High consumption of fruit and vegetables has been proven to be associated with lower incidence and mortality rate of various chronic diseases such as cancer [22,23], cardiovascular diseases [24-26], and inflammatory-associated conditions [27] by several human cohort and casecontrol studies. Cardiovascular disease causes 1.8 million premature deaths annually in Europe [28] and 10 million in United States [29]. The majority of these deaths are preventable with some modest dietary improvements, like increased intake of fruits and vegetables [29-31].

In addition to fibers, vitamins and minerals present in fruit and vegetables, phytochemicals may contribute to the protective effects; many plant bioactives have antioxidant capacity, and may protect cells against the oxidative damage caused by reactive oxygen species. The

Figure 2. LDH release (A) and proliferative activity (B) in H2O2-treated cardiomyocytes supplemented with a-tocopherol (TC) or palm-tree kale extracts. Data are expressed as percent of non-stressed unsupplemented (US) cells (dotted line). Statistical analysis was by one day ANOVA (panel A p < 0.001; panel B p < 0.001), with Dunnett’s test for comparison with US cells (*p < 0.05; **p < 0.01; ***p < 0.001).

recommendation to increase the daily intake of fruit and vegetables is often disregarded, so a way to enhance the intake of phytochemicals could be to increase their content in fresh vegetables by utilizing crop production practices, e.g. selection of species and cultivars, nutrition and water supply, sowing and harvest time [2].

In order to evidence the impact of agronomic techniques on the phytochemical content we chose kale as model plant since Italian “black” kale (Brassica oleracea L. var. acephala DC), as well as broccoli, has been reported to possess the highest content total phenolics and flavonoids within the Brassica family [16]. Phytochemical content in plant varies due to cultivar, maturity at harvest, soil and water state, climate (e.g. temperature and radiation level), and postharvest treatments [3,13]; in this study we tested kale extracts derived from plant of the same cultivar, grown in the same conditions. In this way we could focus on two agronomic variables only, i.e. plant density and nitrogen fertilization. Palm-tree kale was already demonstrated as suitable to grow at high plant density, according to industrialized production systems [9]. Nitrogen uptake, which is genetically determined, is higher in Brassica than in many other food crops [32].

No difference in phenolic content was detected between extracts of palm-tree kale grown at the same plant density (high density), differing in nitrogen fertilization only (0 and 160 kg∙ha−1, respectively). Although it has been reported that increased nitrogen availability may decrease the levels of phenolic compounds [33], and that minimized nitrogen fertilization is necessary to obtain high phenolics content in Brassica oleracea var. costata [34], our data suggest that nitrogen fertilization is not a determinant of phenolic concentration, at least in palmtree kale and in the tested conditions. On the contrary, plant density seemed particularly important in determining the phenolic content, TD-160N palm-tree kale extract having a lower TPC than HD-160N one. The influence of plant density on phenolic content could be the result of factors related to plant competition, as light, nutrients, and water [35].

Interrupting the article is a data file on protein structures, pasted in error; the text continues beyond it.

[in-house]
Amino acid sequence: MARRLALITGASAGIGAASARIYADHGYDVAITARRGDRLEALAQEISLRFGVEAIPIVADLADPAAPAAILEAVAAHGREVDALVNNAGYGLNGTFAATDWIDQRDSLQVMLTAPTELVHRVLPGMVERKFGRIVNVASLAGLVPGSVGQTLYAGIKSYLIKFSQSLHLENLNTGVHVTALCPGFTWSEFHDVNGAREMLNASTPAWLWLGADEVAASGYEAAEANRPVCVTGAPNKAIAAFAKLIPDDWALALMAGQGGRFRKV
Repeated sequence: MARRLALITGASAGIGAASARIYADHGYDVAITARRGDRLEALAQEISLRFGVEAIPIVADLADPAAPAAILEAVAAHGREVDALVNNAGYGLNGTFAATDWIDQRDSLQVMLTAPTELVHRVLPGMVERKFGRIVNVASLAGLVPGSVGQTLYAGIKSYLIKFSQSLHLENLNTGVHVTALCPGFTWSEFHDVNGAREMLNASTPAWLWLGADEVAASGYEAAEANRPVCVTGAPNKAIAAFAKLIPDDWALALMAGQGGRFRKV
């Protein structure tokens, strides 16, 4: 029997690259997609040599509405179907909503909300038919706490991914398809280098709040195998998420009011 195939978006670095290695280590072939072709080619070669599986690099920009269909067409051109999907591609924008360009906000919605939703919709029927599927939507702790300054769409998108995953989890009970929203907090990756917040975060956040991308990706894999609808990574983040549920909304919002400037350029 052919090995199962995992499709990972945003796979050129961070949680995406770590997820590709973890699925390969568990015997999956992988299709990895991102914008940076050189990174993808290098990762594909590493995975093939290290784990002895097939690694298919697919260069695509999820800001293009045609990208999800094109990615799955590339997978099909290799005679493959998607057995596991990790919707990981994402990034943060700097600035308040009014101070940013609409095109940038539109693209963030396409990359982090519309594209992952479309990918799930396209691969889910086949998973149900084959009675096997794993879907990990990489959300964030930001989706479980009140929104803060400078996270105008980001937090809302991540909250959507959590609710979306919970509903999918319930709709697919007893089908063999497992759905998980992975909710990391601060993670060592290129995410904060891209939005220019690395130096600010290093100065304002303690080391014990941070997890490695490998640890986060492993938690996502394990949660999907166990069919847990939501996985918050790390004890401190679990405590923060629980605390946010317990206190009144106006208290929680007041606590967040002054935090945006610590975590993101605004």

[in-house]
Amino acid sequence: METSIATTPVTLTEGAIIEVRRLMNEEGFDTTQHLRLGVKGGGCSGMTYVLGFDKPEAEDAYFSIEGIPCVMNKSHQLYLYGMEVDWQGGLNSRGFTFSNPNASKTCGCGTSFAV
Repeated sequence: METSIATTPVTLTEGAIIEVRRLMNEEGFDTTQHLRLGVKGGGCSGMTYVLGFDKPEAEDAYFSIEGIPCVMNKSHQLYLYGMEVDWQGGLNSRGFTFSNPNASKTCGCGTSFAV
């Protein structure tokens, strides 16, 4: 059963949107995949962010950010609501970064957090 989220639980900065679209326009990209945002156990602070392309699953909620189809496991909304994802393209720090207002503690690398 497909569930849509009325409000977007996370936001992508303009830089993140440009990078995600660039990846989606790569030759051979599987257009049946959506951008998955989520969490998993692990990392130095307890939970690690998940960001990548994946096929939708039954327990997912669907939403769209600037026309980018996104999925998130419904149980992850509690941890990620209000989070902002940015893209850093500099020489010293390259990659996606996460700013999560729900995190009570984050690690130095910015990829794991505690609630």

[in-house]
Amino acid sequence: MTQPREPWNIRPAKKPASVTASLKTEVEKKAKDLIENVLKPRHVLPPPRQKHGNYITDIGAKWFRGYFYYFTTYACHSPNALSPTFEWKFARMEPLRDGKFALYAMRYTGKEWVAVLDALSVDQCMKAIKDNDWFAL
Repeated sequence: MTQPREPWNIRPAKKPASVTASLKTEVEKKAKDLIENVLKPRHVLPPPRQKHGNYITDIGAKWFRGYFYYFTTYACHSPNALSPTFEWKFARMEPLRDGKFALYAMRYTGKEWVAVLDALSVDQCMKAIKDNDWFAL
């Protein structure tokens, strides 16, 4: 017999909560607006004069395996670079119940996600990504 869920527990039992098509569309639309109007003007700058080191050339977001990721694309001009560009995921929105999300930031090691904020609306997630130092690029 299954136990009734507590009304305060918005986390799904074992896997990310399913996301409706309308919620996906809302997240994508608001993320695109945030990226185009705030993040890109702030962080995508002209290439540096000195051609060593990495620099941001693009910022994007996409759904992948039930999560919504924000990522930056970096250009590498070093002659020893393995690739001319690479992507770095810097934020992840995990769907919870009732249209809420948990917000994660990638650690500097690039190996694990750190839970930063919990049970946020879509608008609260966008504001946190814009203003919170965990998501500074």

Supplementation with palm-tree kale extracts to cultured cardiomyocytes had no toxic effect in basal condition, and increased cell proliferative activity. Kale extracts have been reported to inhibit proliferation of several cancer cell lines [36,37]; it is worth noting that primary cardiomyocytes are not neoplastic cells, and normal cells can behave differently from neoplastic ones. Thus, in our case, the kale pro-proliferative effect should be considered positively.

Kale extracts supplementation counteracted the adverse effects of hydrogen peroxide exposure, protecting cells from oxidative damage. Regarding LDH release, the effect was similar for all extracts at both tested concentrations, and comparable to the effect of TC supplementation. The reduction of the proliferative activity induced by the oxidative stress was prevented in TCand in kale-supplemented cells. This protective effect was dose-dependent for HD-0N and HD-160N extracts, while TD-160N one was ineffective, in agreement with the lower TAC and TPC observed in vitro.

5. Conclusions

The effect of different agronomic factors on edible plant bioactive content and the consequent impact on the plant effectiveness in biological systems is poorly studied. Our results indicate that agronomic techniques, particularly plant density, have an impact on the protective effects of palm-tree kale in cells via a modification of total phenolics and antioxidant activity in the plant.

This research was not aimed to the demonstration of a preventive dietary effect of palm-tree kale, since we acknowledge that results in whole organisms may diverge from those in cultured cells because of bioavailability and metabolism of bioactive components. The results herein reported can be useful for the selection of production techniques that are able to produce edible vegetables with higher functional activity, and evidence of the advantage of screening agronomic variables prior to select plant food for clinical studies. The phytochemical content of plant food varies widely according to varieties, environmental and agronomic characteristics, but these differences are neglected while studying the health effects of foods, and could be one reason for discrepancies among the different trials concerning the same food.

There is therefore the need to study the food domain as a whole with the nutrition domain, and to integrate all results in order to have an overall “foodomics” vision allowing the improvement of health and well-being [38].


This study was funded by the European Community’s Seventh Framework Program (FP7/2007-2013) under agreement No. 227118, project BaSeFood, and by the Italian Ministry of Education, University and Research (MIUR; PRIN project 2005). The authors thank Dr. Roberta Neri for skillful assistance during fieldwork.